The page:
2) Two jumps and a 360 twist. Arms up in the air.
3) Then we brought the block in, and we did a jump, you plant your hands and I guess also head on the block, then bring the legs kick over. I guess we didn't seem to be getting it, so he came over, and had us, from standing, just headstand onto the block and bring the legs over. This gave us the proper feel for going over the block.
4) Then front flip. Arms in the air. Then soccer ball arms to get the driving force for the flip. I had some trouble controlling my turn, it was often falling on my butt, or falling onto my knees.
5) Back handspring. I could hardly do this on the floor, doing it on the straightaway trampoline just felt weird.

He tried having Nico move over to the regular trampoline to test out some differences. Nico did some backflips.

Winding down, Nico and I did a little capoeira for people to see. Amy did some of her awesome breakdancing.

Some of the instructor's breakdancing movements:
1) Then the instructor had another person do the, I can't remember the word, but the movement where the one leg sweeps around and the other leg hops up to let the first leg pass.
2) Then there was the possibility to do both legs.
3) For the one leg, you can do that and transition into a handstand.
4) Then one where you prop yourself up on your legs and feet, like a crab walk, but with hips up. Then bring one leg up. Then hop up and switch.
5) Once you get that going you can have the alternate hand come up to reach the foot. And alternate.
6) Then there's the option to pop up both legs.
7) Then there's the worm. Lay down and arch up, propping yourself up on your arms. First we worked on rolling down and letting the legs and feet roll up. Then the feet come down and the butt pops up from the front. I suppose the motion would be completed by the butt coming down and the back arched up as in the final position.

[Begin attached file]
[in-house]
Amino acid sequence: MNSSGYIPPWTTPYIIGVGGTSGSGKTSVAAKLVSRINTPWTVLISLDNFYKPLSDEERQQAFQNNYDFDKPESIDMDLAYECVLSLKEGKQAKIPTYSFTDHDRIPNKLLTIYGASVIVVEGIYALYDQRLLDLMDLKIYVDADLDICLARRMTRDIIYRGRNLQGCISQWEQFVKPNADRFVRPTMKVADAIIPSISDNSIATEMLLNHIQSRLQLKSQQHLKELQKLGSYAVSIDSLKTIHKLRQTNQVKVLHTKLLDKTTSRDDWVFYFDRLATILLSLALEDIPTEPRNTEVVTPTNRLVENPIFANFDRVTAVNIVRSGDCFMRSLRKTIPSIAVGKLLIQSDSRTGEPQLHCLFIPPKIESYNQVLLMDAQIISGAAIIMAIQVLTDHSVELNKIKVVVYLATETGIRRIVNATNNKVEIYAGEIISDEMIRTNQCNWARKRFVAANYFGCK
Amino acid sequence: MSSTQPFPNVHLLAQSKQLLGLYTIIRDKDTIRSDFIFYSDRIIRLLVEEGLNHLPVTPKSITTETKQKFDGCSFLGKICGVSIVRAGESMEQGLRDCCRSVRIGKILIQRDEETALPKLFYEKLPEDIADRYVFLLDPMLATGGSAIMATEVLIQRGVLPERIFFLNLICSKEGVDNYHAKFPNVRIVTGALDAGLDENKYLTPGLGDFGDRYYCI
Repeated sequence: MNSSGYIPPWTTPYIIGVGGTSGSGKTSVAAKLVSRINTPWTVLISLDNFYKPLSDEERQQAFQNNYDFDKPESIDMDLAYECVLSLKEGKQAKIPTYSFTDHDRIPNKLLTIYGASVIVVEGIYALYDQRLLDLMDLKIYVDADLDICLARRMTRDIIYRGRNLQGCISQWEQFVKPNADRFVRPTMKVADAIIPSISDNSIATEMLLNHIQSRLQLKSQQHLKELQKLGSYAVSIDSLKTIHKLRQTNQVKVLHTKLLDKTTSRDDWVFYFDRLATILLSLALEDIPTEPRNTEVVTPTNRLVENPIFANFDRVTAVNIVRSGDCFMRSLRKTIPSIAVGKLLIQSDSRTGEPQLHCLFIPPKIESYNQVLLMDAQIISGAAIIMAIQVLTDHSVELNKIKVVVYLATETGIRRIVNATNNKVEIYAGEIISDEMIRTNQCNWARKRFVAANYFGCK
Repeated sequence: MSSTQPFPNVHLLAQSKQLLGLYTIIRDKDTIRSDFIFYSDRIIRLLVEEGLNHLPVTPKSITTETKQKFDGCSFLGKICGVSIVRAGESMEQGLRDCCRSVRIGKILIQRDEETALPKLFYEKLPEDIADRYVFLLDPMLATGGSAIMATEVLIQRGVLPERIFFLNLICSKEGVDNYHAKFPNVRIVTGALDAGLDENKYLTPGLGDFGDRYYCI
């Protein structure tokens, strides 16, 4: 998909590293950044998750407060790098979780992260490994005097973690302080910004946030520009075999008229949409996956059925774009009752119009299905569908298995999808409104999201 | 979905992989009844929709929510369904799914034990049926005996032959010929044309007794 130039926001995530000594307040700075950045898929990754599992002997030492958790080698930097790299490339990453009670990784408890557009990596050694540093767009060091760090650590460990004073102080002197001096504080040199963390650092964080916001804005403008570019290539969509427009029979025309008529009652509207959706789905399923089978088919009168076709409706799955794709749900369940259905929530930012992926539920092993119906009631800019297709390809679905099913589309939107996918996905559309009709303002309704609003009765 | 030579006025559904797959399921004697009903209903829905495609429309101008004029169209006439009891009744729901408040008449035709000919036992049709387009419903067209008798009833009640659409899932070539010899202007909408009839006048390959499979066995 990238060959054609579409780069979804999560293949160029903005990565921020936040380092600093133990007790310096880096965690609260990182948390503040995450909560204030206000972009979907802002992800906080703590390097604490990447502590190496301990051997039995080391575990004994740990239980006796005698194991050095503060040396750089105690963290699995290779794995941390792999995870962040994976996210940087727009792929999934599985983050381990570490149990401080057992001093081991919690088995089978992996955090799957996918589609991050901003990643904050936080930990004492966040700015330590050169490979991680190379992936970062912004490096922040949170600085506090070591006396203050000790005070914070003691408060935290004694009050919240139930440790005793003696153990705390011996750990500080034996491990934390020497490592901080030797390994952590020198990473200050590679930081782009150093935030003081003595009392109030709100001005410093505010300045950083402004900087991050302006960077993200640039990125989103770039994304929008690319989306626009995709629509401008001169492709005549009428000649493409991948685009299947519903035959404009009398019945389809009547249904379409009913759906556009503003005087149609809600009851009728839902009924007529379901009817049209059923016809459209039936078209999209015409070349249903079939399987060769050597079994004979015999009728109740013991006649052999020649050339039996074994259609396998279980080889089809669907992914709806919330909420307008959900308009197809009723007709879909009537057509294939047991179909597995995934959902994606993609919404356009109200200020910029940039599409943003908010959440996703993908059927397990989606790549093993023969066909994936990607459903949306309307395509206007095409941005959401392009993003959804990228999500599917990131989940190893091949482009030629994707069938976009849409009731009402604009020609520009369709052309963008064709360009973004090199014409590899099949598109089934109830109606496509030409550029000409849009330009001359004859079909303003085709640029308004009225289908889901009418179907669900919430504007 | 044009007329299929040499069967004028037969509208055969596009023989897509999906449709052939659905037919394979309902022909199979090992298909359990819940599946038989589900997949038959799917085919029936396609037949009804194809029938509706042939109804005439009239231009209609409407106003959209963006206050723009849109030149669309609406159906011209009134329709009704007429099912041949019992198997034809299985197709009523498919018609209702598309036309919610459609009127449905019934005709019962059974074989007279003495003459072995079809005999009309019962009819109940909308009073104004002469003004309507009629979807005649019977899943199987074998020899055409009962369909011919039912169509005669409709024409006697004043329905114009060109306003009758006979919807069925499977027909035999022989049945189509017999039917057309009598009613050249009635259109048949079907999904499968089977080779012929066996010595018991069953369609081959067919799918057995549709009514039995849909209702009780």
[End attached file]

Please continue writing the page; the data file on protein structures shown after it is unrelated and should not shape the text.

Then we discussed some things that can be done with a partner.
1) One person can go into a handstand, then put their legs over the other person's shoulder. The person who catches the first person bends down and the first person comes over.
2) A variation is for the first person to finish sitting on the second person. It's interesting that this can be an intentional movement, since I accidentally did this in modern dance class one day when trying to do the first motion.
3) Then there's the double roll. Nico gets down on his back legs up. I put my feet next to his ears and he grabs my ankle. Then I grab his ankles. He bends his legs and I bring my head the ground. As my body comes down it pulls his up and then it repeats, by me bending my legs and pulling him up. The instructor mentioned that after one gets that down, you can choose to change direction and roll the opposite way.
4) Then there's one which we used a mat for, just to soften the landing. One person, the support, lies down on their back and puts their legs up. The second person doing the movement brings their feet close to the first person's but. And then rests their abs on the person's feet. Bend over and the second person grabs the first person's hands. On 3, 1, 2, 3, the second person comes up and brings the legs over. I'm pretty sure arms are straight. So basically you're clearing the first person with a sort of front flip. I imagine the first person's goal would be to help give the second person the proper forward momentum. Amy went first. Then I went. Then the instructor apologized and said he wasn't prepared to support Nico.

We finished the day with the instructor asking us to practice our round offs straight on a line. Lunge, hands, kick up, and land. All has to be done on a line.

I definitely recall the instructor saying one foundation to practice is handstands. He might have mentioned various other things we worked on, such as handstand rolls, round offs, and cartwheels, but I can't remember.

Overall, it was an exciting first experience. My original thought when coming to the 'Adult Workout' was that it would just be a place with pads and that Nico and I would just have to sort of teach ourselves various movements. But having an instructor give guidance works much better. It also pushed me to do things I wouldn't have tried on my own. Also to have someone more experienced doing some of the movements, helped me feel like I should at least try.

I don't know if it's the gymnastics or the b-boying, or my sleep position, but my entire upper back is aching. The shoulders are feeling it too.